April 3, 2013 Lecture on Civil War Era Women's Fashion, April 18
Press Contact: Donna Urschel (202) 707-1639
Public Contact: Kathy Woodrell (202) 707-0945
Contact: Request ADA accommodations five business days in advance at (202) 707-6362 or [email protected]
Mary D. Doering, an heirloom clothing collector, will lecture on “Women’s Clothing during the Civil War Era: Dresses, Foundations and Accessories” at the Library of Congress on April 18.
The event, which will showcase original clothing from the 19th century, will start at noon on Thursday, April 18, in Dining Room A, on the sixth floor of the James Madison Building, 101 Independence Ave. S.E., Washington, D.C. The lecture, sponsored by the Library’s Humanities and Social Sciences Division, is free and open to the public. Tickets are not needed.
Doering will talk about original garments from the period of 1855 to 1870, with an emphasis on the Northern States. The evolution of the garments’ styles, the accompanying foundations, related technology and media marketing will be addressed.
According to Doering, despite the trauma imposed by the Civil War, the mid-19th century witnessed the development of ready-to-wear garments and the growth of urban department stores, both of which were essential contributions to the modern American fashion industry.
As a collector, lecturer and guest curator, Doering has specialized in costume history for 40 years. Since 2001, she has taught costume and textile history at the Smithsonian Masters Program in the History of the Decorative Arts (an academic partnership with George Mason University). In addition, she has lectured at numerous professional conferences and museums.
Doering earned her master’s degree in art history/museum studies at George Washington University in 1980. She pursued additional study in the history of dress at the Courtauld Institute of Art at the University of London in 1982.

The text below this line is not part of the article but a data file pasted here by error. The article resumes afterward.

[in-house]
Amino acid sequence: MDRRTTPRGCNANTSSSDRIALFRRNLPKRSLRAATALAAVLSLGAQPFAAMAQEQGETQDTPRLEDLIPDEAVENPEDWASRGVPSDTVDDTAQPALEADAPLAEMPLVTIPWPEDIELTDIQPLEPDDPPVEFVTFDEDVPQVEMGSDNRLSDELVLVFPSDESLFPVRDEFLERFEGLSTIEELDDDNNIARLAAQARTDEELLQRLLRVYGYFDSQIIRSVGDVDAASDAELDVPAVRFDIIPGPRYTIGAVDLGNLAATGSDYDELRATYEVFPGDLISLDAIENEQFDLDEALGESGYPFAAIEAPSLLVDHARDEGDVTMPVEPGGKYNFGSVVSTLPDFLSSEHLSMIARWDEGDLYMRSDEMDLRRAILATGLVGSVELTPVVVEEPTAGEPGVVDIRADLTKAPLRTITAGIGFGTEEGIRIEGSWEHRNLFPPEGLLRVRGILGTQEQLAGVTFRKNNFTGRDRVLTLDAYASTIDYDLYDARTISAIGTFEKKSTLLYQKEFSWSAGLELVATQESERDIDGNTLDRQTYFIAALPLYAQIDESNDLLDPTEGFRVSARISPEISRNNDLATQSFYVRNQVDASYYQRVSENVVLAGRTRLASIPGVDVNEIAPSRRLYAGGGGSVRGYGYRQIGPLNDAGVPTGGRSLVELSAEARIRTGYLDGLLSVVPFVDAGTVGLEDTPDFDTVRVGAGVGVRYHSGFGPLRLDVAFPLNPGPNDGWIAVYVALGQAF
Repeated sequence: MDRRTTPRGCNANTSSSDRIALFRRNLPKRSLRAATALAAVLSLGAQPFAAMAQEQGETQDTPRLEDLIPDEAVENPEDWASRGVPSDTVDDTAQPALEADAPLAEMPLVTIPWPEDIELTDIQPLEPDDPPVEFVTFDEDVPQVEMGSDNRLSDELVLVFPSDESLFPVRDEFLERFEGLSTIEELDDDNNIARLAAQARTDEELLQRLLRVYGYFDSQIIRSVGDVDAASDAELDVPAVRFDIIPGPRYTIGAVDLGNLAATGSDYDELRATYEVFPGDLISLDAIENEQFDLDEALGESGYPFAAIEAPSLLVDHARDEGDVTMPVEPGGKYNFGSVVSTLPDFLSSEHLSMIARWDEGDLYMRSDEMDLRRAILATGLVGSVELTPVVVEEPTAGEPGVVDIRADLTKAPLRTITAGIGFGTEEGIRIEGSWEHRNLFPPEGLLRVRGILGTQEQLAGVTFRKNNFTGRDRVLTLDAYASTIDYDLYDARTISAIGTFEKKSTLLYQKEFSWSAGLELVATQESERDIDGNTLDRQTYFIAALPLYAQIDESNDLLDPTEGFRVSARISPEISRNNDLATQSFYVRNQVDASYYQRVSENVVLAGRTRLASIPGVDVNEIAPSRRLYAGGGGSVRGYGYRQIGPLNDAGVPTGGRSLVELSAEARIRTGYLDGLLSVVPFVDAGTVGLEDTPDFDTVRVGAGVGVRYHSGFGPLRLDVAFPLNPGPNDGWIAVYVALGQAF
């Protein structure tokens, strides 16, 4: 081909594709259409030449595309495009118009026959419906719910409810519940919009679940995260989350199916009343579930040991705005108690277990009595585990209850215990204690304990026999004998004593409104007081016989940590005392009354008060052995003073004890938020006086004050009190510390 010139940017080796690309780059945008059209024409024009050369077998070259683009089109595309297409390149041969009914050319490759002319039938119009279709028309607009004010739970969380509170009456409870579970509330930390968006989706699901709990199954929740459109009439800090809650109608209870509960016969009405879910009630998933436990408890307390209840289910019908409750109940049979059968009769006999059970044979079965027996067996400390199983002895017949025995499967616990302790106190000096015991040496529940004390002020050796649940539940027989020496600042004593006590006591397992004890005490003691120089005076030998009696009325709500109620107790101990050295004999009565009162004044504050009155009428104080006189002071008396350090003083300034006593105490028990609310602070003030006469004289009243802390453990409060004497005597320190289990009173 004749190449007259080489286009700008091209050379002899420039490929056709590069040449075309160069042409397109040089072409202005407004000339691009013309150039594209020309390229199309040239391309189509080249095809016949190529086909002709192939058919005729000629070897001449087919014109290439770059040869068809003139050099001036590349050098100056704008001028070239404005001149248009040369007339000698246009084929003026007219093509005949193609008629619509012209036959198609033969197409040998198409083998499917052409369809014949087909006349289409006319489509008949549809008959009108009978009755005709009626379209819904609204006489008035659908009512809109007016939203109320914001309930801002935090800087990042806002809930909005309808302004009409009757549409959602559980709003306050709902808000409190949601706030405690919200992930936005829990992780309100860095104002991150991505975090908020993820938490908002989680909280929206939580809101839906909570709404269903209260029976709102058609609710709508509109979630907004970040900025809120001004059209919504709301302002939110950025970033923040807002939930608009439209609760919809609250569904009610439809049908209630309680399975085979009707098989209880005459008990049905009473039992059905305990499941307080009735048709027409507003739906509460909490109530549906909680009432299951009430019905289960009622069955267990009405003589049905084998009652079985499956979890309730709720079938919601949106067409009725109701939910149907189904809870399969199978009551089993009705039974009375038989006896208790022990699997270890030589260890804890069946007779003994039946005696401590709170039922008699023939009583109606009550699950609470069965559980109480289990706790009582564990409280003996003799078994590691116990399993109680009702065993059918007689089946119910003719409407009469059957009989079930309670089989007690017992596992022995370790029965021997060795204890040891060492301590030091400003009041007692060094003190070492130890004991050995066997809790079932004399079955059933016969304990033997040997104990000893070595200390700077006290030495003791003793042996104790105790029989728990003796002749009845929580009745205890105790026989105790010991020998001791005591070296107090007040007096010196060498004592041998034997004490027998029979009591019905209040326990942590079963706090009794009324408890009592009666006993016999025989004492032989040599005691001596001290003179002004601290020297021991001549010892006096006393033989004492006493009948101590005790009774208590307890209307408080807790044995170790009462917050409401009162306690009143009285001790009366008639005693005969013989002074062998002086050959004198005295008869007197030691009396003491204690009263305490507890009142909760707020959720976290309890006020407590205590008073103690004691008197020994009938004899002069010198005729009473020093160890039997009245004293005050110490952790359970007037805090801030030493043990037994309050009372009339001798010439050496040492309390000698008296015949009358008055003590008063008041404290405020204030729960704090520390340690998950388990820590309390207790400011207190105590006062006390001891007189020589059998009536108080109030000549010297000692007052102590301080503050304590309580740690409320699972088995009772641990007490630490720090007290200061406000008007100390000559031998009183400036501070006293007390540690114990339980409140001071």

While in high school, Doering was given a small collection of family heirloom clothing dating from the 19th century. In the intervening years, her collection has grown to comprise more than 1,000 items, spanning the period from 1600 to 1975. In March 2008, Arts and Antiques Magazine included the collection among its “Top 250 Collectors.”
Selections from her collection of clothing have been loaned to the Colonial Williamsburg Foundation, the Daughters of the American Revolution (DAR) Museum, the Fashion Institute of Technology, the Smithsonian Institution and others. Exhibitions at historic sites and regional museums have been a specialty. She has worked as a curator and lender at a variety of locations, including Dumbarton House, James Madison’s Montpelier, the John Marshall House and the Maryland Historical Society.
The Library of Congress, the nation’s oldest federal cultural institution and the largest library in the world, holds more than 155 million items in various languages, disciplines and formats. The Library serves the U.S. Congress and the nation both on-site in its reading rooms on Capitol Hill and through its award-winning website at www.loc.gov.